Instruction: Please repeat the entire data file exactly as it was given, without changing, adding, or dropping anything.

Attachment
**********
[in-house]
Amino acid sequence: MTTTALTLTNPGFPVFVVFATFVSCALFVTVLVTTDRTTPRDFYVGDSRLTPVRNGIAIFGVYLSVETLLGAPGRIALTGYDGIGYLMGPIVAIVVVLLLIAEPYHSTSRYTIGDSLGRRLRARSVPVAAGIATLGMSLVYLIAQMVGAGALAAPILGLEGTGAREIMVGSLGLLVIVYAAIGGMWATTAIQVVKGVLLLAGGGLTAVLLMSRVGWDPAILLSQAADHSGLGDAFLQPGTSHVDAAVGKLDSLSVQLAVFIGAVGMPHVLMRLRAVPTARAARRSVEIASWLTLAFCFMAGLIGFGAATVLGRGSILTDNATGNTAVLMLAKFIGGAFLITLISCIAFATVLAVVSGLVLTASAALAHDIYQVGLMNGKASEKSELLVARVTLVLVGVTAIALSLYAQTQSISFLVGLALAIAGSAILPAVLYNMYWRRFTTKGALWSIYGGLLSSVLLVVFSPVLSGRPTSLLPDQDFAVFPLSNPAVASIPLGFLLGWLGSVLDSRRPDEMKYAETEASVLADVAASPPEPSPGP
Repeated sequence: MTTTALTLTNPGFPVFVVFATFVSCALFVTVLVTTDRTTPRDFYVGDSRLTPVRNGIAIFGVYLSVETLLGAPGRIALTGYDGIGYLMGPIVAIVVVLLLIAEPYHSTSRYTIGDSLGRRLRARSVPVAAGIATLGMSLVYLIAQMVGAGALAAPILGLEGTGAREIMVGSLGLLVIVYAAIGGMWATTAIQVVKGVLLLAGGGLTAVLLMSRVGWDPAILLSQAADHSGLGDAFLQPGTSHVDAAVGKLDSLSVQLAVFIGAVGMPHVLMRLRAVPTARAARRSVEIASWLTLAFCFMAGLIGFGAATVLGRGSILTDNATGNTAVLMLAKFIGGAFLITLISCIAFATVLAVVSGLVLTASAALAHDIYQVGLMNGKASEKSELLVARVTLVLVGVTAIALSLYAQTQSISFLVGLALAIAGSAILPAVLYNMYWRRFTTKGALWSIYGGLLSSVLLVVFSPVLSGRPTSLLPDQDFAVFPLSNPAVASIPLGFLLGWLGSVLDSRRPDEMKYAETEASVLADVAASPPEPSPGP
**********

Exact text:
[in-house]
Amino acid sequence: MTTTALTLTNPGFPVFVVFATFVSCALFVTVLVTTDRTTPRDFYVGDSRLTPVRNGIAIFGVYLSVETLLGAPGRIALTGYDGIGYLMGPIVAIVVVLLLIAEPYHSTSRYTIGDSLGRRLRARSVPVAAGIATLGMSLVYLIAQMVGAGALAAPILGLEGTGAREIMVGSLGLLVIVYAAIGGMWATTAIQVVKGVLLLAGGGLTAVLLMSRVGWDPAILLSQAADHSGLGDAFLQPGTSHVDAAVGKLDSLSVQLAVFIGAVGMPHVLMRLRAVPTARAARRSVEIASWLTLAFCFMAGLIGFGAATVLGRGSILTDNATGNTAVLMLAKFIGGAFLITLISCIAFATVLAVVSGLVLTASAALAHDIYQVGLMNGKASEKSELLVARVTLVLVGVTAIALSLYAQTQSISFLVGLALAIAGSAILPAVLYNMYWRRFTTKGALWSIYGGLLSSVLLVVFSPVLSGRPTSLLPDQDFAVFPLSNPAVASIPLGFLLGWLGSVLDSRRPDEMKYAETEASVLADVAASPPEPSPGP
Repeated sequence: MTTTALTLTNPGFPVFVVFATFVSCALFVTVLVTTDRTTPRDFYVGDSRLTPVRNGIAIFGVYLSVETLLGAPGRIALTGYDGIGYLMGPIVAIVVVLLLIAEPYHSTSRYTIGDSLGRRLRARSVPVAAGIATLGMSLVYLIAQMVGAGALAAPILGLEGTGAREIMVGSLGLLVIVYAAIGGMWATTAIQVVKGVLLLAGGGLTAVLLMSRVGWDPAILLSQAADHSGLGDAFLQPGTSHVDAAVGKLDSLSVQLAVFIGAVGMPHVLMRLRAVPTARAARRSVEIASWLTLAFCFMAGLIGFGAATVLGRGSILTDNATGNTAVLMLAKFIGGAFLITLISCIAFATVLAVVSGLVLTASAALAHDIYQVGLMNGKASEKSELLVARVTLVLVGVTAIALSLYAQTQSISFLVGLALAIAGSAILPAVLYNMYWRRFTTKGALWSIYGGLLSSVLLVVFSPVLSGRPTSLLPDQDFAVFPLSNPAVASIPLGFLLGWLGSVLDSRRPDEMKYAETEASVLADVAASPPEPSPGP